Shaolin Temple Destruction

Destruction of Shaolin Temple

In one Wing Chun tradition, Ng Mui was abbess of the Henan Shaolin Monastery (Shàolín Sì 少林寺), which was destroyed by Qing troops during the rule of the Kangxi Emperor (1662–1722) due to its anti-Qing activities. Ng Mui and the other Shaolin Five Elders survived the Temple's destruction around 1730.

Ng Mui and Shaolin Five Elders

Ng Mui and Shaolin Five Elders

She sheltered at the White Crane Temple, located in the Daliang mountains between the provinces of Yunnan and Sichuan in southwest China. Legend says that during her time at the White Crane Temple, Ng Mui watched a crane and snake fight one another. Afterwards, she incorporated the principles of their movements into a new martial arts style she created that required quick arm movements and strong legs as well as softness via relaxation and the execution of techniques in a relaxed manner to best opponents. She had yet to give name to this new style, though.

Ng Mui Snake Crane

Ng Mui Watching the Crane and Snake

In a contradictory legend passed down to Wing Chun Grand Master Ip Man (葉問; 1893–1972), Ng Mui was the daughter of a Han Chinese Ming general who defected to the Qing Dynasty. Her father was one of eight Ming generals who helped the Shunzhi Emperor (r. 1644–1661) ascend to the throne. The Shunzhi Emperor was the second Emperor of the Qing Dynasty and the first to rule over China proper.

After becoming emperor of China, the Shunzhi Emperor had his father Hong Taiji (r. 1636–1643), the founding emperor of the Qing Dynasty, and the eight Ming generals killed in order to safeguard his power. Ng Mui was then known as Loi Sai Leung. To avenge her father, Loi Sai Leung killed the Shunzhi Emperor and went into hiding at the Shaolin Temple. Loi Sai Leung took the Buddhist Dharma name Ng Mui though she was actually a Taoist practitioner.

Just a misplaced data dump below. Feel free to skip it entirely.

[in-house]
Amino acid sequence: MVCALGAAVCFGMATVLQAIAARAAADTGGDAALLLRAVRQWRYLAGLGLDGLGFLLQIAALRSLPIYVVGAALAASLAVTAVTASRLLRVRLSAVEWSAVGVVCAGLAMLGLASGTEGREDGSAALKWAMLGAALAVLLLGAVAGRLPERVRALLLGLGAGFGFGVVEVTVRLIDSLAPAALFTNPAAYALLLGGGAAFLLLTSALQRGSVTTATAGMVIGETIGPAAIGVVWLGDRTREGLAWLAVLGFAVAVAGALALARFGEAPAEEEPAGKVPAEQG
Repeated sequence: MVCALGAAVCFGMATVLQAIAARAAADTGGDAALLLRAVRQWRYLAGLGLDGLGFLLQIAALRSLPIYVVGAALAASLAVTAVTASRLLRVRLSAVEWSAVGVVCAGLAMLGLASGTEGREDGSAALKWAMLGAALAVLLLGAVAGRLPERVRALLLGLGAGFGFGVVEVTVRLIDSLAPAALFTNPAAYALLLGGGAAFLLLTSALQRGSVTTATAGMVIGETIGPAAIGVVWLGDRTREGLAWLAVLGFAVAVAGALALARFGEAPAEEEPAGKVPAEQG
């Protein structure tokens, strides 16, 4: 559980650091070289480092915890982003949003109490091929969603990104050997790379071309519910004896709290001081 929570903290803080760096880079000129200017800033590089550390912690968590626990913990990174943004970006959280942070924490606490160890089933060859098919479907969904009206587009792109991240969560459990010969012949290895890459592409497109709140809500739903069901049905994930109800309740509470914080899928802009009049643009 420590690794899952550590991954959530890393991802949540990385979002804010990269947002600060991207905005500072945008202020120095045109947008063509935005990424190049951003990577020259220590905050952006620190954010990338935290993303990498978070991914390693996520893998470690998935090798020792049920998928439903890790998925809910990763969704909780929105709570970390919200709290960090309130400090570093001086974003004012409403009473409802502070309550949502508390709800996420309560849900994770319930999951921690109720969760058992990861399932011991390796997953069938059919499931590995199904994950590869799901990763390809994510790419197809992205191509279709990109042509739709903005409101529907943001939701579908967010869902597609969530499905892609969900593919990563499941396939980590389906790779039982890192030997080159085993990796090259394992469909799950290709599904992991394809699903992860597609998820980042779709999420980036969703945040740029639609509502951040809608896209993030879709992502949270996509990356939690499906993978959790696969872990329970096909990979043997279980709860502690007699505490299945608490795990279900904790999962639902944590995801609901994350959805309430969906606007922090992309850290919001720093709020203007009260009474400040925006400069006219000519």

Ng Mui was already an accomplished martial artist from having studied at a Taoist temple in the Wudang or Mo Dong Mountains (Traditional Chinese: 武當山; pinyin: Wǔdāng Shān; Cantonese Yale: Móuh-dōng Sāan) under Master Wan Ho Lo Yan. At the Shaolin Temple, Ng Mui furthered her martial arts learning under Master Dook Bay Sun Lai. She became the most skilled elder of the Temple and she came to associate with the other Shaolin Five Elders.

Ng Mui later developed a martial arts style called Siu Bo Mui Fa Kuen (Traditional Chinese: 小博美髮館; pinyin: Xiǎo Bó Měifà Guǎn; lit. "Little Mouse Foot work, Plum Flower Fist") after watching a mouse as it walked. When she watched a snake and crane battle one another, Ng Mui further developed the style which became known as Sei Ho Bak Bo (Traditional Chinese: 西河白博; pinyin: Xīhé Bái Bó; lit. "Snake and Crane Eight Step"). Before fleeing the destruction of the Shaolin Temple, she continued refining the style and it was called Ng Bo Mui Fa Kuen (Traditional Chinese: 吳寶梅; pinyin: Wú Bǎo Méi; lit "Plum Flower Fist"). These three styles preceded what became known as Wing Chun.

The differing Wing Chun traditions generally converge to say that, as an elderly woman in hiding, Ng Mui purchased tofu frequently at a shop in nearby village. There she befriended a shop worker, a then 15 year-old girl named Yim Wing Chun, whom a local bandit leader was attempting to force into marriage. In one story, the bandit leader is called Wong. Around 1790, Ng Mui taught Wing Chun how to protect herself with her unnamed system, which Wing Chun could learn quickly over the course of a few months rather than years. Wing Chun practiced with an old tree trunk, which later formed the basis for the Wing Chun wooden dummy, the Mu Ren Zhuang (木人樁; Mandarin: Mù Rén Zhuāng; Cantonese: Muk Yan Jong; lit. "Wooden Man Post"; Wade Giles: Moo Jen Ch'wang).

Ng Mui Teaching Wing Chun

Ng Mui Sitai Teaching Yim Wing Chun

Ng Mui's system deemphasized the use of size and strength, favoring deflection over blocks and simultaneous defensive and offensive moves. Other basic principles were:

  • The shortest and fastest distance between two points is a straight line.
  • The essentialness of control and striking along the centerline (the plane between the center of one's body and that of an opponent's).
  • Executing 2-3 techniques simultaneously rather than one.
  • Receiving what arrives, following what retreats, and striking when open.

The annals of Grand Master Ip Chun (葉學準; born Ip Hok-chun; July 10, 1924), the elder son of Ip Man, recorded the following: